Nicarico says there is absolutely no question that Dugan killed his daughter.

The earlier conviction and death sentence for two other men, Rolando Cruz and Alejandro Hernandez, led in part to Ryan’s decision to impose the death penalty moratorium after both were exonerated.

But now, Cook County State’s Attorney Anita Alvarez believes the system had been working, and she says Quinn’s decision baffles her.

“I don’t know why he did it. I hope it wasn’t something that was the result of some kind of horse trading,” she said.

Back in Oak Lawn, police Division Chief Mike Murray showed us crime scene pictures from Harris’ case.

“It’s very frustrating. There was a lot of work put into this case,” Murray said.

Harris, Turner and other former death row inmates will now serve life in prison, but will have no hope for parole.

Illinois joins 15 other states that have abolished capital punishment.

  • Vicky

    Criminals have the law on their side in ILLAnnoy; that’ because this sorry state is RUN by CRIMINALS. Turds of a feather flock together!

  • Roberta Waker

    Maybe now the police won’t bother to investigate murders in Illinois. Just leave these cowards on the streets to kill again and again. Next we can get rid of the police totally since they won’t be needed to investigate or arrest anyone. The PEOPLE should have voted on this issue. Quinn followed his conscience? How can you follow what you don’t have??? Illinois is probably the most lawless state in the U.S. – if not now; soon.

  • Rose

    Get rid of Quinn!!!!!! Maybe it would be different if one of his family memebers were killed violently. It’s always good for the other guy until it happens to you.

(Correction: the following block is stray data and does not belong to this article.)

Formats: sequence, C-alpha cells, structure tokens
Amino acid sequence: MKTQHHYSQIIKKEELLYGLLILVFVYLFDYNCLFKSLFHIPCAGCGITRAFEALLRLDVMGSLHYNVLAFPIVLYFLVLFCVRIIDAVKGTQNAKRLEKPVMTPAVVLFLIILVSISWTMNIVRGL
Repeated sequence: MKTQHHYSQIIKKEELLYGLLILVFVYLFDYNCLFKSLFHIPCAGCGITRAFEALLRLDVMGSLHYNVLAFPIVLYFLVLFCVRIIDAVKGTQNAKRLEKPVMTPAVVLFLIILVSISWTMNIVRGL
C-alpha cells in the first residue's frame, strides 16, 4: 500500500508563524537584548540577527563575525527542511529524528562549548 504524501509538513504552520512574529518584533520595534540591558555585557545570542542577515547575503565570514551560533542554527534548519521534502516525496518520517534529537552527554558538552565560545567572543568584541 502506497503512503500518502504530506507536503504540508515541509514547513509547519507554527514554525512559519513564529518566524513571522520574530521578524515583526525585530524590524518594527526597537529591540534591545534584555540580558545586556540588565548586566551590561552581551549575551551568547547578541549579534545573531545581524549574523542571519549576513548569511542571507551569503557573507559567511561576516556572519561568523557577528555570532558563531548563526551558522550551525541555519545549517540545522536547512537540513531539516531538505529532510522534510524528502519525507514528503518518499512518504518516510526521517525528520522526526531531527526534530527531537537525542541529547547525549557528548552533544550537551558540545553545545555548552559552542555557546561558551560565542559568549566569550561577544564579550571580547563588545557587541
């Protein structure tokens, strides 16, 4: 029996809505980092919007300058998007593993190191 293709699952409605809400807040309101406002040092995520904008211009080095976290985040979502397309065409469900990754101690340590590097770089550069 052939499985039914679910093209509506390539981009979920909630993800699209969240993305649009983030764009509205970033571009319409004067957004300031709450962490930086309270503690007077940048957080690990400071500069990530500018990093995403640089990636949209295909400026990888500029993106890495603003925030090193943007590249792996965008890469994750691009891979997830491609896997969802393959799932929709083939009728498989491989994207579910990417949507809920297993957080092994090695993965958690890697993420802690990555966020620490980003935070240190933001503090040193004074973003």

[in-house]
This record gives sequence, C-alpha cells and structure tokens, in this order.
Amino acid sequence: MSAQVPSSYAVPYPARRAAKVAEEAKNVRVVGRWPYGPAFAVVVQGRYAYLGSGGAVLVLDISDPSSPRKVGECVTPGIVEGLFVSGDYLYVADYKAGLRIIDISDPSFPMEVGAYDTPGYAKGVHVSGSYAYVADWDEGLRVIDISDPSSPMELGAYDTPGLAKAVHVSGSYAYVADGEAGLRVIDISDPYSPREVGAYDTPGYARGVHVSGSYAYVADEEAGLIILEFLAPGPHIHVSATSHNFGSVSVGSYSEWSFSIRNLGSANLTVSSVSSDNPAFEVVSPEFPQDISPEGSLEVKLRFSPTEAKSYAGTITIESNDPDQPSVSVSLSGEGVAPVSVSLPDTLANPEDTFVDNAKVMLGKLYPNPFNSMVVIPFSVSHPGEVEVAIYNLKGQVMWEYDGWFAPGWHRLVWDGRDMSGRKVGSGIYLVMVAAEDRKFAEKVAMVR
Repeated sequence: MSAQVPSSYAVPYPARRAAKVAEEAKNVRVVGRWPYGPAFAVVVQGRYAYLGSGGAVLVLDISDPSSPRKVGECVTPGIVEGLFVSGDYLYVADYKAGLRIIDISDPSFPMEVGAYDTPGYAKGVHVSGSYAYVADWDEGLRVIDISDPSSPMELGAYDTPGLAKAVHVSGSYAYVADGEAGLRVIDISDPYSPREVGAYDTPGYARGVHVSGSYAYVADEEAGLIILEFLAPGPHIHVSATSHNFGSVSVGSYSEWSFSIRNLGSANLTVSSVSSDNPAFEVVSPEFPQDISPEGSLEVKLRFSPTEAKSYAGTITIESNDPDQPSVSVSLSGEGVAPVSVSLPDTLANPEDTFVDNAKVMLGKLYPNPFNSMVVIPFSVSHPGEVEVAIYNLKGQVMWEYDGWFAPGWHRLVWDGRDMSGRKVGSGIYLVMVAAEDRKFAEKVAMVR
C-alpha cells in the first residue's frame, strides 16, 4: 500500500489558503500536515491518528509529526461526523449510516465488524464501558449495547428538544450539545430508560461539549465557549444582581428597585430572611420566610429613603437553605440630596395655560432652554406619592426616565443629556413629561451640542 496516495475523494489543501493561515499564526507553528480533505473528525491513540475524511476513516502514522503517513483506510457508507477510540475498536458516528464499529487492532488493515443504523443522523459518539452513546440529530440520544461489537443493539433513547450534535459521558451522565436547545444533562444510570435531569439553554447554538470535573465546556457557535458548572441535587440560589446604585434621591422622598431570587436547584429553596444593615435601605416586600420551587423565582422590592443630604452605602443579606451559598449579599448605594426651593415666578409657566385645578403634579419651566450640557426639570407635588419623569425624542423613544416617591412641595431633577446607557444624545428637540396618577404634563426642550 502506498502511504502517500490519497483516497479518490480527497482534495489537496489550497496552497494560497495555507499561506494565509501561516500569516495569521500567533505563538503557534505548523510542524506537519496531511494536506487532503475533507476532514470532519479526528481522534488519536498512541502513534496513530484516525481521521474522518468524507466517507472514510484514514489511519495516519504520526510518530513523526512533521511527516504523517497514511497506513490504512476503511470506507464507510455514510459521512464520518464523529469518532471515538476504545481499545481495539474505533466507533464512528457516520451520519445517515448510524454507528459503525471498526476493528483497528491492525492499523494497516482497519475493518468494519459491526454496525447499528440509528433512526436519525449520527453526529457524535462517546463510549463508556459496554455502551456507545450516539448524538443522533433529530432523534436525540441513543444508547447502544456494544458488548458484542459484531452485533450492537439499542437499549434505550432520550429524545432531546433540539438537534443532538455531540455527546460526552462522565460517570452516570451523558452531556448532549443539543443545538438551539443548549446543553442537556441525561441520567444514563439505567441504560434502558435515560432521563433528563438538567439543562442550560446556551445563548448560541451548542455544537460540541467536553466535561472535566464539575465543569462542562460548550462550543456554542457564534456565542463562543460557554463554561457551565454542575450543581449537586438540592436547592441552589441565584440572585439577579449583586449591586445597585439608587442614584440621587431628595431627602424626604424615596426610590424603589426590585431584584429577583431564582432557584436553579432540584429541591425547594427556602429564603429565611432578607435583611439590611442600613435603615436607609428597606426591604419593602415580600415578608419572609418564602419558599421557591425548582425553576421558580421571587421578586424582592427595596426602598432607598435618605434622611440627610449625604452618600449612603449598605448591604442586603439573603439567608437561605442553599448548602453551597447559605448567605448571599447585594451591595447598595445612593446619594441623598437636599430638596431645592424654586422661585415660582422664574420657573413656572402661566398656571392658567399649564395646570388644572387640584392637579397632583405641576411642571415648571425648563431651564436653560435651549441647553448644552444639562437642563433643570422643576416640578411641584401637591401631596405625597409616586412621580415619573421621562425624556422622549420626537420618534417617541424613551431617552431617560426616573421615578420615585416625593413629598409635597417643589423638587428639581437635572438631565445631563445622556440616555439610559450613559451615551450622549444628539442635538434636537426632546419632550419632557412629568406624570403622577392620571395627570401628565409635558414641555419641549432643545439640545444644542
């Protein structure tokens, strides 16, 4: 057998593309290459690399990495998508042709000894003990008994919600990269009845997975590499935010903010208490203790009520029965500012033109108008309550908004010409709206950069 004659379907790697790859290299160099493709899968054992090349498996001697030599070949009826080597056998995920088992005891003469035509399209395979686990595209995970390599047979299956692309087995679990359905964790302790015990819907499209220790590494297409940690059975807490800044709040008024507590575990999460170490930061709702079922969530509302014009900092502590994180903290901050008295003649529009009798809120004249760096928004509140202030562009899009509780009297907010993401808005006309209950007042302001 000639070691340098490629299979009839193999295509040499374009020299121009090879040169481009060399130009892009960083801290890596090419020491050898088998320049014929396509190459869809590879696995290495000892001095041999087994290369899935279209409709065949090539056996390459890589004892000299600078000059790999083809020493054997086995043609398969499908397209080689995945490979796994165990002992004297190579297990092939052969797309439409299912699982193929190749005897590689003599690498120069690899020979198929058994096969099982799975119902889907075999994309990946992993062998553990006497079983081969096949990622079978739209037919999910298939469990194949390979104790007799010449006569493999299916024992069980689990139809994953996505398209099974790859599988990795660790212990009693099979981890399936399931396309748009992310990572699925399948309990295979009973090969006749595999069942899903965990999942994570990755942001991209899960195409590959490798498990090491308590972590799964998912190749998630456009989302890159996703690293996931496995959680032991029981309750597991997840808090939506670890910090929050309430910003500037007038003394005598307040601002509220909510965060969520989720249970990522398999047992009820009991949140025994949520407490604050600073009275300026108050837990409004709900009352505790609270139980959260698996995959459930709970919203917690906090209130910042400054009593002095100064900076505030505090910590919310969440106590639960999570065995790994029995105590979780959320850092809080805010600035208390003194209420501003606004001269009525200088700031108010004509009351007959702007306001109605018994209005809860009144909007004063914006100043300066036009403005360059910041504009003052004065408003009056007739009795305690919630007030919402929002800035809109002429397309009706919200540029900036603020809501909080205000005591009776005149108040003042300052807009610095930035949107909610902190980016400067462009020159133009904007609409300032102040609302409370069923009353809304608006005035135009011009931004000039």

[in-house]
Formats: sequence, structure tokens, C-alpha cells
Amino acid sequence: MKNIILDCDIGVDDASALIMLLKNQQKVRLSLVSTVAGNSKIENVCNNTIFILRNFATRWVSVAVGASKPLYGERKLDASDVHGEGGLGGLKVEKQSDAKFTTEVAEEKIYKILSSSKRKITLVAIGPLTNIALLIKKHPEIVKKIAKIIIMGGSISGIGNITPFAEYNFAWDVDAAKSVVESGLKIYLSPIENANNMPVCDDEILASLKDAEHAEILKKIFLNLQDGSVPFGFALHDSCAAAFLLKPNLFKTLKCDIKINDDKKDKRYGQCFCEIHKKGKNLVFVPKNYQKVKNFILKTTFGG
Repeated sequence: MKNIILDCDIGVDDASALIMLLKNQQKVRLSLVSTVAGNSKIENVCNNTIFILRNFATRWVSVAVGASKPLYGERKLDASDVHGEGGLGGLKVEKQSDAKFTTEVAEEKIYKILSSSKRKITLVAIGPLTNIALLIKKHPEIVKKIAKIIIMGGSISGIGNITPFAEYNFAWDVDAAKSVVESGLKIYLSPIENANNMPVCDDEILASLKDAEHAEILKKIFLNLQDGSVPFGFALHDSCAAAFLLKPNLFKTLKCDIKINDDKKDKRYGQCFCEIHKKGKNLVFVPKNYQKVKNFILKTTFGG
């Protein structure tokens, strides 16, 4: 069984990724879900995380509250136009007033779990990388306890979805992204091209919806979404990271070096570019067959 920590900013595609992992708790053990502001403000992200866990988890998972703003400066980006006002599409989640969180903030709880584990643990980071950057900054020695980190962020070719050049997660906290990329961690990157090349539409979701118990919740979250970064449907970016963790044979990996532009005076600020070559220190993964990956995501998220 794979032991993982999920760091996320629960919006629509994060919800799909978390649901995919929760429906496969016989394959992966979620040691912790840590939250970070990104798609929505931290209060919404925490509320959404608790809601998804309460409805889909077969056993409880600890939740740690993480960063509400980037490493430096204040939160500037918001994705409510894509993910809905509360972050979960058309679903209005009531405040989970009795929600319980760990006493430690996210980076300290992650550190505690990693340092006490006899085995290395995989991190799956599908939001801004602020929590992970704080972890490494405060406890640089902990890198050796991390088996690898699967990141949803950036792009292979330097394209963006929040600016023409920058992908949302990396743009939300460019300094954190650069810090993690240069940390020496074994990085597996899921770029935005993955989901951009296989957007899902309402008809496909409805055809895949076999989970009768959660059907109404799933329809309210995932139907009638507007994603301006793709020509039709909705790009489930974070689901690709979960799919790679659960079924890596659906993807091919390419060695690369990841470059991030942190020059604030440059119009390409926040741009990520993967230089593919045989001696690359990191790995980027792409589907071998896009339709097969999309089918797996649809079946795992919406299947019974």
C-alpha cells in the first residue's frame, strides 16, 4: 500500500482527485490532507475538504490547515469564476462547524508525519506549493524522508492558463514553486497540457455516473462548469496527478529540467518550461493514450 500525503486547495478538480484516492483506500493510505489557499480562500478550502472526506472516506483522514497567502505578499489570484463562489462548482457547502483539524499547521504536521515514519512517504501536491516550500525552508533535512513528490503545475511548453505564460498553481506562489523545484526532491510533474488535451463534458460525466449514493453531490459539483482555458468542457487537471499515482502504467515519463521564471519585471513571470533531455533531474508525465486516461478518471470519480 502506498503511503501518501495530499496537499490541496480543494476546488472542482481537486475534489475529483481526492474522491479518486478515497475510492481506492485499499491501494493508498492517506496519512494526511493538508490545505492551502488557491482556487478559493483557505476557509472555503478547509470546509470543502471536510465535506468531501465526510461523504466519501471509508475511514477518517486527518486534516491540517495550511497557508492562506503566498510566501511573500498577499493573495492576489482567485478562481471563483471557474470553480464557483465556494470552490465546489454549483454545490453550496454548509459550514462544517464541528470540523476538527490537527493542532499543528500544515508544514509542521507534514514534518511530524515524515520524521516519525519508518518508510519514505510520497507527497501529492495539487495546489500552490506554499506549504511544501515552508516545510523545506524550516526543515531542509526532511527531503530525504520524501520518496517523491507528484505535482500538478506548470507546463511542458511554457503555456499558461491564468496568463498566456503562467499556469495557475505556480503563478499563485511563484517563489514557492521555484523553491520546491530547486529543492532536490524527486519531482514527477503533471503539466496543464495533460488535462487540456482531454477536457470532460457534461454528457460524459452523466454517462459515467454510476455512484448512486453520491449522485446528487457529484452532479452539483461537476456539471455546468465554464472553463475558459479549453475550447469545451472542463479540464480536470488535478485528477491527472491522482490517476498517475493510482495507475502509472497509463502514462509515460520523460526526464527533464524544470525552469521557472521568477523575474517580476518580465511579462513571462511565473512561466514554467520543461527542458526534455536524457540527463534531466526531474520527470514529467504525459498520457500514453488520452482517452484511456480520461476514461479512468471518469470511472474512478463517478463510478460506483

• Joan

    Let’s protect the lives of murderers but continue to kill a innocent “fetus”.

    • Carol Besser

      my thoughts exactly, Joan. As a people of God we are to remove those who commit murder and protect the unborn!

      • Darrin

        As “people of God”, aren’t you supposed to be against the killing of anyone? Isn’t that one of your commandments?

  • Leon

    Too many mistakes are made to rationalize the death penalty. For all of the death penalty advocates, turn the accused over to them and let thelm do the killing and not some hired hand. And make sure the children take part in the killing as a lesson.

  • John

    At the very least the People of Illinois sentenced these 15 guys to death. Let the People’s will be done in these cases! According to the report, we have until July 1sy anyway. Let’s do it.

  • Joe

    Quinn’s decision had less to do with the death penalty and more to do with politics. Back room deals were made relating to the tax increase and other political favors. The Tribune was the only media source initially allowed to photograph the signing. The Tribune needs a good picture, and Quinn needs the support of the Tribune Editorial Board for his re-election campaign.